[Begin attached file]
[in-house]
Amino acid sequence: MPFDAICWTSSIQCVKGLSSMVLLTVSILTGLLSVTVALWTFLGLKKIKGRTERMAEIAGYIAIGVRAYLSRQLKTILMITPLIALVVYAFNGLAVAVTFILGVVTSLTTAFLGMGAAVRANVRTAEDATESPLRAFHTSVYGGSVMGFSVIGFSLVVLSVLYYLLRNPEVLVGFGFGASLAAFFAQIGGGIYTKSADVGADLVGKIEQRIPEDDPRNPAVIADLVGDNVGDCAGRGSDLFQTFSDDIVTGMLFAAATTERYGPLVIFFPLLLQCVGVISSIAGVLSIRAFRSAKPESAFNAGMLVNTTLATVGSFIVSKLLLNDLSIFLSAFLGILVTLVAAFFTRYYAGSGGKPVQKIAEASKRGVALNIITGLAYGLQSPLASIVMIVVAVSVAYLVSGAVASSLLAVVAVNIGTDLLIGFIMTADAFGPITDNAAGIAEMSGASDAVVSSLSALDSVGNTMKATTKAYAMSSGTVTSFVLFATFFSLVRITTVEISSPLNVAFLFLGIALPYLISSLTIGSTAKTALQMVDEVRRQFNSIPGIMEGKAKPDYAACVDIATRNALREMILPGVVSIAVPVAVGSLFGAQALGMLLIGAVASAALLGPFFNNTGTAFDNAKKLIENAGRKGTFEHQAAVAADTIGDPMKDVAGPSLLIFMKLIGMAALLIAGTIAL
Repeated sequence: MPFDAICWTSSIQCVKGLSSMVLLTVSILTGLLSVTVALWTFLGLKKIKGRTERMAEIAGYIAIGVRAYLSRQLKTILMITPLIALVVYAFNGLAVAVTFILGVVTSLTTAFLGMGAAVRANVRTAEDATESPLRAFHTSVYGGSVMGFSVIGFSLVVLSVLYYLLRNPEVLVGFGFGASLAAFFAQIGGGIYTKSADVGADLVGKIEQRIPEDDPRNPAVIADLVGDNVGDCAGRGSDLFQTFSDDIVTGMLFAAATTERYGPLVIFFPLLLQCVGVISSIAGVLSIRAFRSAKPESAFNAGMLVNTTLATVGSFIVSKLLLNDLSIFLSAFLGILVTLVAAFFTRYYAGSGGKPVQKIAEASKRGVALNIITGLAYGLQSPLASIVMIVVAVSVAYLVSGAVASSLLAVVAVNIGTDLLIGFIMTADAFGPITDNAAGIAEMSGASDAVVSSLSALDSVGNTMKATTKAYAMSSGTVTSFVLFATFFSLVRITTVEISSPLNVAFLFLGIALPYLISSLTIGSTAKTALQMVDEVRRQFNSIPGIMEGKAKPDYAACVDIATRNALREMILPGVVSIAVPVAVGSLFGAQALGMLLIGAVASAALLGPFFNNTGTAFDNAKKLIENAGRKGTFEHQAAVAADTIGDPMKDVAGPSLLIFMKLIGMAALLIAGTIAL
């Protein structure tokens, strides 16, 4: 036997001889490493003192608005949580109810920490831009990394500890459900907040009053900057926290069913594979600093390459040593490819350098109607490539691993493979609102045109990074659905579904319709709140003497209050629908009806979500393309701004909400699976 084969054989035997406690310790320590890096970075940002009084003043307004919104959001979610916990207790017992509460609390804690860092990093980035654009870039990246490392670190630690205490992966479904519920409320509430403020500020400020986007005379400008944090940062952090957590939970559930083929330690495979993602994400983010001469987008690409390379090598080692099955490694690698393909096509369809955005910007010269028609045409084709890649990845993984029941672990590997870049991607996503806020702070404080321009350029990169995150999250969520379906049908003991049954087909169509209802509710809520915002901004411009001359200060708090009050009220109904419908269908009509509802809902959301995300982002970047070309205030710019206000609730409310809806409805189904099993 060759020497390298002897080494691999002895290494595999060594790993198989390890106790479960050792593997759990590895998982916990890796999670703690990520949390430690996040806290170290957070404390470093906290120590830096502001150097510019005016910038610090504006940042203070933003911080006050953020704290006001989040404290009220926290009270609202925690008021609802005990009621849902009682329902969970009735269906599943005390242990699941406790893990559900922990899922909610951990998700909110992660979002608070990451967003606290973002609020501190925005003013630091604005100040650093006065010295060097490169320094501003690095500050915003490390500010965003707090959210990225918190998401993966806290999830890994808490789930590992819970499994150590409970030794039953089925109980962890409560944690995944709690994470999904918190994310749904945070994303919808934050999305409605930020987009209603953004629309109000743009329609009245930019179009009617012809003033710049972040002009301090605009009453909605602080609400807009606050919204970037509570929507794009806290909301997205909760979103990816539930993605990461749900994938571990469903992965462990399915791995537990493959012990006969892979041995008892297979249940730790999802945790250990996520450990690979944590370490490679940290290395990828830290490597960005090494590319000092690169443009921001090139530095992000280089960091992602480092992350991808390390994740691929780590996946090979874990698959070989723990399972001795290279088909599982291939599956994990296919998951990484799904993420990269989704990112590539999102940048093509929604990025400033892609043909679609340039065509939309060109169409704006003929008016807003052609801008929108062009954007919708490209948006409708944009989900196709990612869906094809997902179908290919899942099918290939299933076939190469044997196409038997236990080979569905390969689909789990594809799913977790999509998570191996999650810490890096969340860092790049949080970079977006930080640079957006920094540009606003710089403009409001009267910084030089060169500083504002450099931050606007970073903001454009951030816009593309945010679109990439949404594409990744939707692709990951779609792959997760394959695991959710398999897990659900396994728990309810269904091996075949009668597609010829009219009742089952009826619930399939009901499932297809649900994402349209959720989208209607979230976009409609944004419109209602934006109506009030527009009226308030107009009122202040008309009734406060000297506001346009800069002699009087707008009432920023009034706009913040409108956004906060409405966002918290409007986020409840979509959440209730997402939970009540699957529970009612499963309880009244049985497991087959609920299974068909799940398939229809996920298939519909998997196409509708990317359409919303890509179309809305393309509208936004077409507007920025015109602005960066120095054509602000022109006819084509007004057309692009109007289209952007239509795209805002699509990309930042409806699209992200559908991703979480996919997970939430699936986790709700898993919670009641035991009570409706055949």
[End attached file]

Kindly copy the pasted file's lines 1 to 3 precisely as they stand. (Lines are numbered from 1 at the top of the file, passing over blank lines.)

[in-house]
Amino acid sequence: MPFDAICWTSSIQCVKGLSSMVLLTVSILTGLLSVTVALWTFLGLKKIKGRTERMAEIAGYIAIGVRAYLSRQLKTILMITPLIALVVYAFNGLAVAVTFILGVVTSLTTAFLGMGAAVRANVRTAEDATESPLRAFHTSVYGGSVMGFSVIGFSLVVLSVLYYLLRNPEVLVGFGFGASLAAFFAQIGGGIYTKSADVGADLVGKIEQRIPEDDPRNPAVIADLVGDNVGDCAGRGSDLFQTFSDDIVTGMLFAAATTERYGPLVIFFPLLLQCVGVISSIAGVLSIRAFRSAKPESAFNAGMLVNTTLATVGSFIVSKLLLNDLSIFLSAFLGILVTLVAAFFTRYYAGSGGKPVQKIAEASKRGVALNIITGLAYGLQSPLASIVMIVVAVSVAYLVSGAVASSLLAVVAVNIGTDLLIGFIMTADAFGPITDNAAGIAEMSGASDAVVSSLSALDSVGNTMKATTKAYAMSSGTVTSFVLFATFFSLVRITTVEISSPLNVAFLFLGIALPYLISSLTIGSTAKTALQMVDEVRRQFNSIPGIMEGKAKPDYAACVDIATRNALREMILPGVVSIAVPVAVGSLFGAQALGMLLIGAVASAALLGPFFNNTGTAFDNAKKLIENAGRKGTFEHQAAVAADTIGDPMKDVAGPSLLIFMKLIGMAALLIAGTIAL
Repeated sequence: MPFDAICWTSSIQCVKGLSSMVLLTVSILTGLLSVTVALWTFLGLKKIKGRTERMAEIAGYIAIGVRAYLSRQLKTILMITPLIALVVYAFNGLAVAVTFILGVVTSLTTAFLGMGAAVRANVRTAEDATESPLRAFHTSVYGGSVMGFSVIGFSLVVLSVLYYLLRNPEVLVGFGFGASLAAFFAQIGGGIYTKSADVGADLVGKIEQRIPEDDPRNPAVIADLVGDNVGDCAGRGSDLFQTFSDDIVTGMLFAAATTERYGPLVIFFPLLLQCVGVISSIAGVLSIRAFRSAKPESAFNAGMLVNTTLATVGSFIVSKLLLNDLSIFLSAFLGILVTLVAAFFTRYYAGSGGKPVQKIAEASKRGVALNIITGLAYGLQSPLASIVMIVVAVSVAYLVSGAVASSLLAVVAVNIGTDLLIGFIMTADAFGPITDNAAGIAEMSGASDAVVSSLSALDSVGNTMKATTKAYAMSSGTVTSFVLFATFFSLVRITTVEISSPLNVAFLFLGIALPYLISSLTIGSTAKTALQMVDEVRRQFNSIPGIMEGKAKPDYAACVDIATRNALREMILPGVVSIAVPVAVGSLFGAQALGMLLIGAVASAALLGPFFNNTGTAFDNAKKLIENAGRKGTFEHQAAVAADTIGDPMKDVAGPSLLIFMKLIGMAALLIAGTIAL